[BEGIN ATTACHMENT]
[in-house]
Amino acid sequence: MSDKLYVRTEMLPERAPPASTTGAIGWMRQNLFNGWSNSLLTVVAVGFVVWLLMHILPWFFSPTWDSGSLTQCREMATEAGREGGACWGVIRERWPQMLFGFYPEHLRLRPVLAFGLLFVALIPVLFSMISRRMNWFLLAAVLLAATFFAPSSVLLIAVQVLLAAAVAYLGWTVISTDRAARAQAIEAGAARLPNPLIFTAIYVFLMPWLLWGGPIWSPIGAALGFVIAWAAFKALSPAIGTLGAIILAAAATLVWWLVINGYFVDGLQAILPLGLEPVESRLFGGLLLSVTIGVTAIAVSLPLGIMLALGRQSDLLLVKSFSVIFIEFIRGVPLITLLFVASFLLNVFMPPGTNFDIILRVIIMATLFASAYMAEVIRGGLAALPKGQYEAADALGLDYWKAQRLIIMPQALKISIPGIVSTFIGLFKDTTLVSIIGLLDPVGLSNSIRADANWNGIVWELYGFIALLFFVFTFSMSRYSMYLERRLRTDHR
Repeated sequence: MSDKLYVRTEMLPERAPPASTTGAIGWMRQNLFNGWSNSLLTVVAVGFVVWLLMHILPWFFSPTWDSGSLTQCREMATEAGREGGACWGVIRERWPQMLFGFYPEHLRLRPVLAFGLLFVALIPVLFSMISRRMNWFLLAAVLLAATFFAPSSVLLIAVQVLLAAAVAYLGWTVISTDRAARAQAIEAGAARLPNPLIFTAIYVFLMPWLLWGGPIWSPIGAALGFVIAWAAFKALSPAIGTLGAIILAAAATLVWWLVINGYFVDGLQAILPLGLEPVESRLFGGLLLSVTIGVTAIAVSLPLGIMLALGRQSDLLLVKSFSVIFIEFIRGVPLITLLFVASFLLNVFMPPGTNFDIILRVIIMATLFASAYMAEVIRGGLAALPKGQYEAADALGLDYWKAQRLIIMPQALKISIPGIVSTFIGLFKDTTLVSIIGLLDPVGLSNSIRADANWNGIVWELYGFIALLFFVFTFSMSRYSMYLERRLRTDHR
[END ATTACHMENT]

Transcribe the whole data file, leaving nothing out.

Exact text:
[in-house]
Amino acid sequence: MSDKLYVRTEMLPERAPPASTTGAIGWMRQNLFNGWSNSLLTVVAVGFVVWLLMHILPWFFSPTWDSGSLTQCREMATEAGREGGACWGVIRERWPQMLFGFYPEHLRLRPVLAFGLLFVALIPVLFSMISRRMNWFLLAAVLLAATFFAPSSVLLIAVQVLLAAAVAYLGWTVISTDRAARAQAIEAGAARLPNPLIFTAIYVFLMPWLLWGGPIWSPIGAALGFVIAWAAFKALSPAIGTLGAIILAAAATLVWWLVINGYFVDGLQAILPLGLEPVESRLFGGLLLSVTIGVTAIAVSLPLGIMLALGRQSDLLLVKSFSVIFIEFIRGVPLITLLFVASFLLNVFMPPGTNFDIILRVIIMATLFASAYMAEVIRGGLAALPKGQYEAADALGLDYWKAQRLIIMPQALKISIPGIVSTFIGLFKDTTLVSIIGLLDPVGLSNSIRADANWNGIVWELYGFIALLFFVFTFSMSRYSMYLERRLRTDHR
Repeated sequence: MSDKLYVRTEMLPERAPPASTTGAIGWMRQNLFNGWSNSLLTVVAVGFVVWLLMHILPWFFSPTWDSGSLTQCREMATEAGREGGACWGVIRERWPQMLFGFYPEHLRLRPVLAFGLLFVALIPVLFSMISRRMNWFLLAAVLLAATFFAPSSVLLIAVQVLLAAAVAYLGWTVISTDRAARAQAIEAGAARLPNPLIFTAIYVFLMPWLLWGGPIWSPIGAALGFVIAWAAFKALSPAIGTLGAIILAAAATLVWWLVINGYFVDGLQAILPLGLEPVESRLFGGLLLSVTIGVTAIAVSLPLGIMLALGRQSDLLLVKSFSVIFIEFIRGVPLITLLFVASFLLNVFMPPGTNFDIILRVIIMATLFASAYMAEVIRGGLAALPKGQYEAADALGLDYWKAQRLIIMPQALKISIPGIVSTFIGLFKDTTLVSIIGLLDPVGLSNSIRADANWNGIVWELYGFIALLFFVFTFSMSRYSMYLERRLRTDHR